ISLAMABAD, October 8, 2018– Pakistan needs to address growing fiscal and current account deficits on a sustainable basis for long-term growth, the World Bank said today in a report.
The World Bank’s twice-a-year Pakistan Development Update said the country’s economic growth accelerated to 5.8 percent in the 2018 financial year – the highest level in more than a decade.
But as consumption-led growth picked up, the macroeconomic imbalances also grew, increasing vulnerabilities that compromise future growth. The fiscal deficit continued to expand, revenue mobilization weakened, and spending rose. On the external front, the current account deficit grew to 5.8 percent of Gross Domestic Product as the country faced the largest trade deficit ever.
“Pakistan’s growth has to be driven by investment and productivity. This will put it on a path to end the boom and bust cycles its economy faces” says Illango Patchamuthu, World Bank Country Director for Pakistan. “This will create more and better paid jobs and is a reliable path to future economic growth and stability.”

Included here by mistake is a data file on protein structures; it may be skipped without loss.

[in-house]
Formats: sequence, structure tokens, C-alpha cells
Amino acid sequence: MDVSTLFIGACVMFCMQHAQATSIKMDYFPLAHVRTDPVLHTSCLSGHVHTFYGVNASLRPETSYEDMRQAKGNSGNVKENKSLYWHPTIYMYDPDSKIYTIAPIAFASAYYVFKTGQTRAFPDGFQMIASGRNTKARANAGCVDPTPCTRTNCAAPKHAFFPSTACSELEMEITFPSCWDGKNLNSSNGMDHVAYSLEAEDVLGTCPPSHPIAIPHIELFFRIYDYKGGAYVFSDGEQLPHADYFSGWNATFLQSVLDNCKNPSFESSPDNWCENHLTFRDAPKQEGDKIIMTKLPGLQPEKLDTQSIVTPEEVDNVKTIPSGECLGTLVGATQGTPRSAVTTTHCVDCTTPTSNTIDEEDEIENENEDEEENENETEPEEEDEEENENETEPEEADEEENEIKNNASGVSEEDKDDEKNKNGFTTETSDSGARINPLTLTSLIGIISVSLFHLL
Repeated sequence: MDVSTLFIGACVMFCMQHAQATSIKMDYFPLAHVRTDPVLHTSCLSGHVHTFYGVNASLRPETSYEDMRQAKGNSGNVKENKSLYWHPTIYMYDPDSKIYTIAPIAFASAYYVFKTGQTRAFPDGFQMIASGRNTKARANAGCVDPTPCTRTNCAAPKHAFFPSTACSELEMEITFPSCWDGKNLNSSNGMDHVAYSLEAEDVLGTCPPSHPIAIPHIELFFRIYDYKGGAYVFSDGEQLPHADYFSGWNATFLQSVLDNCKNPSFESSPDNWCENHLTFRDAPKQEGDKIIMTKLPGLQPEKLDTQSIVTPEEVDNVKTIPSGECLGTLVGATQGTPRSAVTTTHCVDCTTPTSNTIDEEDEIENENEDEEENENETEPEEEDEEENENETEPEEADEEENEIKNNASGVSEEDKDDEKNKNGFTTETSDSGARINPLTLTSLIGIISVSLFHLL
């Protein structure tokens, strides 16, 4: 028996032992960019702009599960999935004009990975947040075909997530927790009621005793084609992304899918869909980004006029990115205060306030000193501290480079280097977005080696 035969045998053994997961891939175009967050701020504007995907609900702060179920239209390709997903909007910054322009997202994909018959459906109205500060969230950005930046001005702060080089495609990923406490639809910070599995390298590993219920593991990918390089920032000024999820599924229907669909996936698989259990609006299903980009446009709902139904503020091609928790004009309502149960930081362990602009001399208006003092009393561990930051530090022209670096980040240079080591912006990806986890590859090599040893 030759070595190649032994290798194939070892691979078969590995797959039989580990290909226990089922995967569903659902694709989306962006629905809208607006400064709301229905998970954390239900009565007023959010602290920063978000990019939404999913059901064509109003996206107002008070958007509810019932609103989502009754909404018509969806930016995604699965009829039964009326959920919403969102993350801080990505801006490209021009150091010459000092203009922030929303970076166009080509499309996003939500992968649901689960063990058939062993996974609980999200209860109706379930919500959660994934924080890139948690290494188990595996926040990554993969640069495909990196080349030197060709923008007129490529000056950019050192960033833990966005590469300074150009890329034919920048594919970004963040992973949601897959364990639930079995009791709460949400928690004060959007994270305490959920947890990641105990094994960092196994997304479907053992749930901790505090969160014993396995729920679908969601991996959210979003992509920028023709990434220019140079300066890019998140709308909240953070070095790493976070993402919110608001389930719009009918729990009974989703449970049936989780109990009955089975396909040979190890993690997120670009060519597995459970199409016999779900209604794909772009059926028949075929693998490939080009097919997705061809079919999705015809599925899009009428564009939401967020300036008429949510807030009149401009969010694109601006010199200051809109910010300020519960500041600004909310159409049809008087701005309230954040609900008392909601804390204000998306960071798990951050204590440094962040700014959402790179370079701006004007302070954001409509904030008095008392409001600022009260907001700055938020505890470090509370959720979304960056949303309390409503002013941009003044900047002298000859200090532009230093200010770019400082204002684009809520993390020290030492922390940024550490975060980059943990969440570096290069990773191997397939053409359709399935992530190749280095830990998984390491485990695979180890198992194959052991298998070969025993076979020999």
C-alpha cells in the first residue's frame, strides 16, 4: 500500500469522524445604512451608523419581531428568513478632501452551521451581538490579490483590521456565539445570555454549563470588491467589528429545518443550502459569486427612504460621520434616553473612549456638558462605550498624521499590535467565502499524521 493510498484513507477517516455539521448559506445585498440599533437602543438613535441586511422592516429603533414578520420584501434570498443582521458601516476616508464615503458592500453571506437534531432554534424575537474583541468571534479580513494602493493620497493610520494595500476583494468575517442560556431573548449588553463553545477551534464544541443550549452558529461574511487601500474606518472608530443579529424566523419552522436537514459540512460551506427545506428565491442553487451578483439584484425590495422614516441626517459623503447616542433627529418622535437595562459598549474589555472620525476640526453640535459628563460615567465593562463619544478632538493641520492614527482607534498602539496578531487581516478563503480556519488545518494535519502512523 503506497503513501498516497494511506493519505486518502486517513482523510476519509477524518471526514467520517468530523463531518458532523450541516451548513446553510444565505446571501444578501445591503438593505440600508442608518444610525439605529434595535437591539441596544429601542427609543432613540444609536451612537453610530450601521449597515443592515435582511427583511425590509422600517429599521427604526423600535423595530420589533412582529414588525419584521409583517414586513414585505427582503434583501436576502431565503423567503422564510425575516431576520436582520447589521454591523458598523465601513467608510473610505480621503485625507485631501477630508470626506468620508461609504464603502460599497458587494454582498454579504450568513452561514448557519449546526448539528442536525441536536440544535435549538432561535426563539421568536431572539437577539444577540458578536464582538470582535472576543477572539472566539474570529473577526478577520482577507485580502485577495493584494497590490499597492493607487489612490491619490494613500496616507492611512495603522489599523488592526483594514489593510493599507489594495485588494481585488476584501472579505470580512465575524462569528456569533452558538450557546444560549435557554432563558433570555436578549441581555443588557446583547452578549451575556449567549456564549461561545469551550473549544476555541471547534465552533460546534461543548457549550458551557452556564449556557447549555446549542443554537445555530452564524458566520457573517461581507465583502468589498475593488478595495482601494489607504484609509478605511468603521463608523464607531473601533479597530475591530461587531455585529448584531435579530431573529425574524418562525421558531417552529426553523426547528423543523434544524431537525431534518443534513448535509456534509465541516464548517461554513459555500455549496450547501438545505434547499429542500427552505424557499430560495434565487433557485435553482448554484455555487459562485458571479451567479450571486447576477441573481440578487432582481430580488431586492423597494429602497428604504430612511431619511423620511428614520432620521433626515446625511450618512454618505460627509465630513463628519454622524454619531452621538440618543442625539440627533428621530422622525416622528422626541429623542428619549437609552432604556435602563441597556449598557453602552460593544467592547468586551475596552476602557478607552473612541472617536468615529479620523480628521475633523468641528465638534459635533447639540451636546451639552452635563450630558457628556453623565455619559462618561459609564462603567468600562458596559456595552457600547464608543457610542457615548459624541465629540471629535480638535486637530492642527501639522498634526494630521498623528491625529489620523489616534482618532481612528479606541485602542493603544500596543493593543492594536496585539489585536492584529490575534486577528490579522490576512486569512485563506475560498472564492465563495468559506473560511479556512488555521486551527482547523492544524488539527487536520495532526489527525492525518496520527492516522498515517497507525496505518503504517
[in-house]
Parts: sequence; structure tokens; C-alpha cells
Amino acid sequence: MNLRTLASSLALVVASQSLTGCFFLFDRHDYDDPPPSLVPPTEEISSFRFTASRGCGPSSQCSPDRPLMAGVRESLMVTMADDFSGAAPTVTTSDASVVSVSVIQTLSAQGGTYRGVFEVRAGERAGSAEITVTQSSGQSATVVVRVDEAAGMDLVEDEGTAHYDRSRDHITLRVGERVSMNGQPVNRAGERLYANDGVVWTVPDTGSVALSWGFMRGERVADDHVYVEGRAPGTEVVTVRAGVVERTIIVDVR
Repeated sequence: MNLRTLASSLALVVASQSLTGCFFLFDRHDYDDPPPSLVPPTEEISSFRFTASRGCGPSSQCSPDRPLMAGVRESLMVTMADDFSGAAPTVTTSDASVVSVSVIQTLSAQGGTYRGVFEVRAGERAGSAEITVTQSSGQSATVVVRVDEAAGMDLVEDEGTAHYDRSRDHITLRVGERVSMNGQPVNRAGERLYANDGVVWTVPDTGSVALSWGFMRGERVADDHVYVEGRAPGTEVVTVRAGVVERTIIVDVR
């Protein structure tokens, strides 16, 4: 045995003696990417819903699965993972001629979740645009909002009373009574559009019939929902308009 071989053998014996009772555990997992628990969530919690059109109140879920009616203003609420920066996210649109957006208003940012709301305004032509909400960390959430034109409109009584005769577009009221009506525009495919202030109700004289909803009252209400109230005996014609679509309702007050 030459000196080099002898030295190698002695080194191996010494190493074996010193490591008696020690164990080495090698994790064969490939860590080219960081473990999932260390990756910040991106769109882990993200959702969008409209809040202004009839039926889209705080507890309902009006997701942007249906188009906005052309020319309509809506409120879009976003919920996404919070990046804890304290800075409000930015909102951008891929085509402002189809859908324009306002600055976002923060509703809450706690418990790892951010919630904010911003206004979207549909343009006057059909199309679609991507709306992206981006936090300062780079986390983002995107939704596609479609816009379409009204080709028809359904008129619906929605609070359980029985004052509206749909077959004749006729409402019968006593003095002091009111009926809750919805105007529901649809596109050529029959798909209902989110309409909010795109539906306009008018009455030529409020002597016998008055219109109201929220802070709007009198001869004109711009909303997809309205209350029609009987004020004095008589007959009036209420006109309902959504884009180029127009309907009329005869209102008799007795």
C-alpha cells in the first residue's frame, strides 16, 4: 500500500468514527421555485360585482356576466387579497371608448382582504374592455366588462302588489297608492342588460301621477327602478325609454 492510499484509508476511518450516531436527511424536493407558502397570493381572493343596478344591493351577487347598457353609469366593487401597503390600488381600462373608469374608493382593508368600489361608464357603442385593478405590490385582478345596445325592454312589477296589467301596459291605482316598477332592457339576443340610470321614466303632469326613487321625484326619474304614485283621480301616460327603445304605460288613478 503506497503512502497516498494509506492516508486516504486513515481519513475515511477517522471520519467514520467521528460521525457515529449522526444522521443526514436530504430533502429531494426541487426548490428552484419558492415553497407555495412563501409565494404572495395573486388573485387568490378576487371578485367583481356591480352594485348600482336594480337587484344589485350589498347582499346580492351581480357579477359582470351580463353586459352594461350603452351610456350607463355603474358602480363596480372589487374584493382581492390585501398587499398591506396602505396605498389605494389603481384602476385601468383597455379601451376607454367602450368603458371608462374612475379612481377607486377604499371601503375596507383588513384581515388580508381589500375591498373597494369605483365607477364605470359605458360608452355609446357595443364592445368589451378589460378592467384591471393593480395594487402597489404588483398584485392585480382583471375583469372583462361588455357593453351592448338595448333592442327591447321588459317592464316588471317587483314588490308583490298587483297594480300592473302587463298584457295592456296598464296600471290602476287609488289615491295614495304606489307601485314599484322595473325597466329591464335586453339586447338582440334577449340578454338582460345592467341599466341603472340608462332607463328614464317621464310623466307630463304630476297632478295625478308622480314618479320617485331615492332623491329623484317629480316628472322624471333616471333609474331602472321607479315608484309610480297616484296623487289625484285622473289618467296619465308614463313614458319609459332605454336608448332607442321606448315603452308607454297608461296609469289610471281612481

The report notes that exports rose, and imports slowed down in the second half of the year due to a more flexible exchange rate. It recommends reduction in trade costs and improvements in the investment climate to enable Pakistan to compete in global markets.
The report acknowledges that the mini budget is a step in the right direction, but for the gains to continue, additional and urgent reforms are required. These include strengthening taxation, improving public finance and increasing spending efficiency. It also makes a case for investing in people.
“The key is to invest in human capital”, says Enrique Blanco Armas, World Bank Lead Country Economist for Pakistan. “An educated, healthy and skilled labor force will be more productive and adaptable to new technologies, setting the country on a long-term growth path.”
The World Bank in Pakistan
Pakistan has been a member of the World Bank since 1950. Since then, the World Bank has provided $34.5 billion in assistance. The World Bank’s program in Pakistan is governed by the Country Partnership Strategy for FY2015-2020 with four priority areas of engagement: energy, private sector development, inclusion, and service delivery. The current portfolio has 43 projects with a net commitment of $7.79 billion.